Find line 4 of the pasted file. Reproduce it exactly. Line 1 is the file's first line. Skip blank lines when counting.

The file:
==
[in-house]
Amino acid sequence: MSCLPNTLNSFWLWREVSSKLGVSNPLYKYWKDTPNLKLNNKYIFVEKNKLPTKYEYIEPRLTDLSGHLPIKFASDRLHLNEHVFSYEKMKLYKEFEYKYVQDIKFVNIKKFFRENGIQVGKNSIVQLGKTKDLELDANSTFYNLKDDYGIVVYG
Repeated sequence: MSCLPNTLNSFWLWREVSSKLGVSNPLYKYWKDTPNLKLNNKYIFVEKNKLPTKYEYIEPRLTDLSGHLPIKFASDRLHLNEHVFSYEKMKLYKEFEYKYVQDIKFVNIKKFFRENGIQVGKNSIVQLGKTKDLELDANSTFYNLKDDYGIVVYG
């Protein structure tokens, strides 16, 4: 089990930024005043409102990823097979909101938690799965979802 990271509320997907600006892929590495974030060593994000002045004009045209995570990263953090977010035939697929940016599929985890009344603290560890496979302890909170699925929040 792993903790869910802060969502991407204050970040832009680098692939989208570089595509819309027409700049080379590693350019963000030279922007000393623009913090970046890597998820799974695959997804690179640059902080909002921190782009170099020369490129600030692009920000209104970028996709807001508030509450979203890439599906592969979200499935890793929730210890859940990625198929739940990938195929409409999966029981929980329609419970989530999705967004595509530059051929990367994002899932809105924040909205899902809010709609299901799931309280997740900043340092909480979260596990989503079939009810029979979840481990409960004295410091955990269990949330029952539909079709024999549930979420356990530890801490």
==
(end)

């Protein structure tokens, strides 16, 4: 089990930024005043409102990823097979909101938690799965979802 990271509320997907600006892929590495974030060593994000002045004009045209995570990263953090977010035939697929940016599929985890009344603290560890496979302890909170699925929040 792993903790869910802060969502991407204050970040832009680098692939989208570089595509819309027409700049080379590693350019963000030279922007000393623009913090970046890597998820799974695959997804690179640059902080909002921190782009170099020369490129600030692009920000209104970028996709807001508030509450979203890439599906592969979200499935890793929730210890859940990625198929739940990938195929409409999966029981929980329609419970989530999705967004595509530059051929990367994002899932809105924040909205899902809010709609299901799931309280997740900043340092909480979260596990989503079939009810029979979840481990409960004295410091955990269990949330029952539909079709024999549930979420356990530890801490």